UPDATED: Look for Celebration in the Music and the Actors in A Civil War Christmas at Main Street
The set-up: In A Civil War Christmas: An American Musical Celebration it's very earnest down by the banks of the Potomac on Christmas Eve, 1864. Extremely earnest. In this musical from Pulitzer Prize-winner Paula Vogel (How I Learned to Drive) and Daryl Waters, who arranged the numerous period carols, war anthems, and pop tunes of the era, you can tell it's serious business because the characters don't smile often. Sixteen most capable actors portray dozens of characters, but they are all suffering from personal loss and trying to find their way back to normal.
No one is happy in the District of Columbia. Why this musical from 2008 (and much revised until and after its Broadway mounting in 2010) should be subtitled a "celebration" when everyone is sick to death over war, personal demons, and how cold it is on this particular night, is known only to the authors. There's not much celebrating going on. But there sure is a lot of preaching and heaps of political correctness. And lots of "meanwhiles" in the exposition: as in, "meanwhile, back at the White House," or "meanwhile, back at the front." This folksy, down home attitude smacks of artifice.
The execution: The war wages on during this blustery December night in 1864, but the tide has turned for the North. Savannah has fallen. In a jubilant dispatch, Union general William Tecumseh Sherman (Andrew Hager) presents the city to President Lincoln (Joe Kirkendall) as a Christmas gift. That's the last time we see Sherman. We quickly glimpse Robert E. Lee and Ulysses S. Grant at the musical's beginning, but they pass like a figment, or a casting director's nightmare. People come and go so quickly here. An entire panoply of Civil War personages, some real, some fictitious, crisscross and intersect in Vogel's epic.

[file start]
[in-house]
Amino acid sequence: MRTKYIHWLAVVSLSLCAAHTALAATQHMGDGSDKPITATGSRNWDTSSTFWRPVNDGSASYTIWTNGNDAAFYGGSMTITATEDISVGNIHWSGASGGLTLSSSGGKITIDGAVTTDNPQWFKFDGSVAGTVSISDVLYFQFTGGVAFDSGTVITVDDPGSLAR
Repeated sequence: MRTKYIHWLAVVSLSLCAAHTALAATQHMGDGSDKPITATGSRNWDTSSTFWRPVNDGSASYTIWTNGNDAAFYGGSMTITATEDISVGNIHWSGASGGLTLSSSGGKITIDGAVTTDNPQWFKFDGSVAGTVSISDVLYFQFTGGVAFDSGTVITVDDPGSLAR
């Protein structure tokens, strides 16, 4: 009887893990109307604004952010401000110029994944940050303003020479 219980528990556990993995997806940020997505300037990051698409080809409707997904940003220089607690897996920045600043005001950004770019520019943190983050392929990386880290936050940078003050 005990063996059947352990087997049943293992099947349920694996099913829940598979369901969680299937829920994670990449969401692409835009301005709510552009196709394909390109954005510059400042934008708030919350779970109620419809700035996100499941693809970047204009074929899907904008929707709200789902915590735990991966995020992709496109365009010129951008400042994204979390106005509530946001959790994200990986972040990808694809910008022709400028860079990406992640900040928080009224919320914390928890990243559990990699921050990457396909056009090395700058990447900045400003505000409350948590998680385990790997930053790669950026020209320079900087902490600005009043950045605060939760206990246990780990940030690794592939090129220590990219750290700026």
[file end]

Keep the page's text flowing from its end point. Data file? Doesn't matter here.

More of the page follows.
While the troops on both sides hunker down in the freeze, escaped slave Hanna (Crystal Rae) trudges north with her young daughter (Leila Moon and Liliane Moon alternate in the role); mortally wounded Jewish infantry man Moses Levy (Zack Varela) is comforted by Mary Todd Lincoln (Susan Shofner); nurse Clara Barton (Susan Draper) barks orders and instantly disappears; poet and hospital orderly Walt Whitman (Mr. Kirkendall) soothes the sick; southern sympathizer and, months later, assassin John Wilkes Booth (Jon L. Egging) plans a Christmas Eve abduction of Lincoln; the president's cabinet members preen; Mrs. Lincoln's black dressmaker Elizabeth Keckley (Rachel Dickson) is haunted by her dead son (Brandon Balque); stalwart Decatur Bronson (Shawn Hamilton) pines for his lost wife, vowing to shoot every Confederate, even clueless teen Raz (Brittany Halen); Quaker pacifist Chester (Jonathan Teverbaugh) miraculously survives numerous Confederate raids and has serious Mother issues.